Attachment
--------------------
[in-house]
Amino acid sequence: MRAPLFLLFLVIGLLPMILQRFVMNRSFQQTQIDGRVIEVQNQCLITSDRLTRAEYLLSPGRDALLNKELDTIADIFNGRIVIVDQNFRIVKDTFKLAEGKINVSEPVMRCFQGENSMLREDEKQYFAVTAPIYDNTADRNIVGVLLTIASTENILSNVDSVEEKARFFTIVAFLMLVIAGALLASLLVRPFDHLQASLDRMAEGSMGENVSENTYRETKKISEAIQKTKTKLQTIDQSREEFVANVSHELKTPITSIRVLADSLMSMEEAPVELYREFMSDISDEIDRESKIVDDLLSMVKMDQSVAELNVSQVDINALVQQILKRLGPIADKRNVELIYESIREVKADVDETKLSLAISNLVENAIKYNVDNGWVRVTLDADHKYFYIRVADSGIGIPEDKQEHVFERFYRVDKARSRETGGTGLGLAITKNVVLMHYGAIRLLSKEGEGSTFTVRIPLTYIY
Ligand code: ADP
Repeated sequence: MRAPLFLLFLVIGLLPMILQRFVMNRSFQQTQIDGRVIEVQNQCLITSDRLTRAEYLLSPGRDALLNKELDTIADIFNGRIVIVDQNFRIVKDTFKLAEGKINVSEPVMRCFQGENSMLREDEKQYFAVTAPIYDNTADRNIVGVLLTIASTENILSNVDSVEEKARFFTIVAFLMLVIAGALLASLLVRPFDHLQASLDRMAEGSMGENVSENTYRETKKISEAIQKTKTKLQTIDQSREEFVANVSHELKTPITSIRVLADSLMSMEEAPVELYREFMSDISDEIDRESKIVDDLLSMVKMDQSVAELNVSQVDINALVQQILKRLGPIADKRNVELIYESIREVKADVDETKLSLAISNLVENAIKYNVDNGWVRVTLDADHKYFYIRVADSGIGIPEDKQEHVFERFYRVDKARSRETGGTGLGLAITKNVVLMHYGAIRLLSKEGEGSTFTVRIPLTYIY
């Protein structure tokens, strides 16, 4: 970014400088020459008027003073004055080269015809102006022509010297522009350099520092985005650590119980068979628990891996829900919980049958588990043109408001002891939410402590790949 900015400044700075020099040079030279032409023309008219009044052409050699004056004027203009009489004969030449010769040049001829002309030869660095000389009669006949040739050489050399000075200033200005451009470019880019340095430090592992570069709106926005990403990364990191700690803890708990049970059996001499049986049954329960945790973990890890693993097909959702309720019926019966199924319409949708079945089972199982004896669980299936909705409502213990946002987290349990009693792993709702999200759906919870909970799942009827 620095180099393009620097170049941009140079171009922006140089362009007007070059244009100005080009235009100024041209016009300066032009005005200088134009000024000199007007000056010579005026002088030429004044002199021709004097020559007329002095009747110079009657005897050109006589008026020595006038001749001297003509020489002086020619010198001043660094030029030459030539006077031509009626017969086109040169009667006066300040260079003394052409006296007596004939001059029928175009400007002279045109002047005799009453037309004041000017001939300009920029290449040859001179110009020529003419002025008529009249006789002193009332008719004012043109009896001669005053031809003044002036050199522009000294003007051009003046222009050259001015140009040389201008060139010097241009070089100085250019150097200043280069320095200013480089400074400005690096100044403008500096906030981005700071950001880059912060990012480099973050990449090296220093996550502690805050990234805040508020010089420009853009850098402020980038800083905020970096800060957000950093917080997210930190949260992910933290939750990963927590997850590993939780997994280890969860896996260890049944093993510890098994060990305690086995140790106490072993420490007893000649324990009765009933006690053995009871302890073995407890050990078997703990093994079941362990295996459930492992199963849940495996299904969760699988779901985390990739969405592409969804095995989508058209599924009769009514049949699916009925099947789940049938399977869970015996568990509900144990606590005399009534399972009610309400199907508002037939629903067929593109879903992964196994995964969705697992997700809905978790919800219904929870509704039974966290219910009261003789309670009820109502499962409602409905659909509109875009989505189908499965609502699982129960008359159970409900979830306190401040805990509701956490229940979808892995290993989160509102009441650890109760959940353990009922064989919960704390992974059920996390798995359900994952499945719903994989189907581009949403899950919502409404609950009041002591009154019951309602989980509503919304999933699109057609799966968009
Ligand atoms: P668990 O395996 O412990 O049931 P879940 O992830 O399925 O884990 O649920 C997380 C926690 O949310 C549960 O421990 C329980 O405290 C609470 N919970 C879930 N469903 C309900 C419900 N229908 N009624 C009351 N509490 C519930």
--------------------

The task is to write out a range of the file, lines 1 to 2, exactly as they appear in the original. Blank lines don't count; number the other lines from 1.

[in-house]
Amino acid sequence: MRAPLFLLFLVIGLLPMILQRFVMNRSFQQTQIDGRVIEVQNQCLITSDRLTRAEYLLSPGRDALLNKELDTIADIFNGRIVIVDQNFRIVKDTFKLAEGKINVSEPVMRCFQGENSMLREDEKQYFAVTAPIYDNTADRNIVGVLLTIASTENILSNVDSVEEKARFFTIVAFLMLVIAGALLASLLVRPFDHLQASLDRMAEGSMGENVSENTYRETKKISEAIQKTKTKLQTIDQSREEFVANVSHELKTPITSIRVLADSLMSMEEAPVELYREFMSDISDEIDRESKIVDDLLSMVKMDQSVAELNVSQVDINALVQQILKRLGPIADKRNVELIYESIREVKADVDETKLSLAISNLVENAIKYNVDNGWVRVTLDADHKYFYIRVADSGIGIPEDKQEHVFERFYRVDKARSRETGGTGLGLAITKNVVLMHYGAIRLLSKEGEGSTFTVRIPLTYIY